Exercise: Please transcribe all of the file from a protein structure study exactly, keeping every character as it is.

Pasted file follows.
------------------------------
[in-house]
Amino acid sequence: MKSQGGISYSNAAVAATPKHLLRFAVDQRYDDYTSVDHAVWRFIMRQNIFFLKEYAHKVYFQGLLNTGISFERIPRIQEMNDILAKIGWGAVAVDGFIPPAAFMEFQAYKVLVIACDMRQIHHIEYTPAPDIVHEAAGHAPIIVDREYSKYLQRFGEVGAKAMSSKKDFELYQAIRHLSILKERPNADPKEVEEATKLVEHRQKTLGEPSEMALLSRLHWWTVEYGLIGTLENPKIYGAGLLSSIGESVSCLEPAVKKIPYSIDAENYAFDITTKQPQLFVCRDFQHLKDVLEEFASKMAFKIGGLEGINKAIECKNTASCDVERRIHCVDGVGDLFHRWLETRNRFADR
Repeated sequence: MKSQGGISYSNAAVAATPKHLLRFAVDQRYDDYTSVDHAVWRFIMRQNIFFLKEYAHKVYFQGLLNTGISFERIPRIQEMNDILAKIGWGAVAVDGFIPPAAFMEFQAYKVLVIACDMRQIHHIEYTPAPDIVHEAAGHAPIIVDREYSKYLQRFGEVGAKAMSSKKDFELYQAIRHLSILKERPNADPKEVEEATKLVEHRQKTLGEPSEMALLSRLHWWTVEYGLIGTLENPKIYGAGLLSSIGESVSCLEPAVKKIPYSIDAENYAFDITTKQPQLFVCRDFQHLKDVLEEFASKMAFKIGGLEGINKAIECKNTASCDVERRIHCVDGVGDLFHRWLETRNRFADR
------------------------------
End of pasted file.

[in-house]
Amino acid sequence: MKSQGGISYSNAAVAATPKHLLRFAVDQRYDDYTSVDHAVWRFIMRQNIFFLKEYAHKVYFQGLLNTGISFERIPRIQEMNDILAKIGWGAVAVDGFIPPAAFMEFQAYKVLVIACDMRQIHHIEYTPAPDIVHEAAGHAPIIVDREYSKYLQRFGEVGAKAMSSKKDFELYQAIRHLSILKERPNADPKEVEEATKLVEHRQKTLGEPSEMALLSRLHWWTVEYGLIGTLENPKIYGAGLLSSIGESVSCLEPAVKKIPYSIDAENYAFDITTKQPQLFVCRDFQHLKDVLEEFASKMAFKIGGLEGINKAIECKNTASCDVERRIHCVDGVGDLFHRWLETRNRFADR
Repeated sequence: MKSQGGISYSNAAVAATPKHLLRFAVDQRYDDYTSVDHAVWRFIMRQNIFFLKEYAHKVYFQGLLNTGISFERIPRIQEMNDILAKIGWGAVAVDGFIPPAAFMEFQAYKVLVIACDMRQIHHIEYTPAPDIVHEAAGHAPIIVDREYSKYLQRFGEVGAKAMSSKKDFELYQAIRHLSILKERPNADPKEVEEATKLVEHRQKTLGEPSEMALLSRLHWWTVEYGLIGTLENPKIYGAGLLSSIGESVSCLEPAVKKIPYSIDAENYAFDITTKQPQLFVCRDFQHLKDVLEEFASKMAFKIGGLEGINKAIECKNTASCDVERRIHCVDGVGDLFHRWLETRNRFADR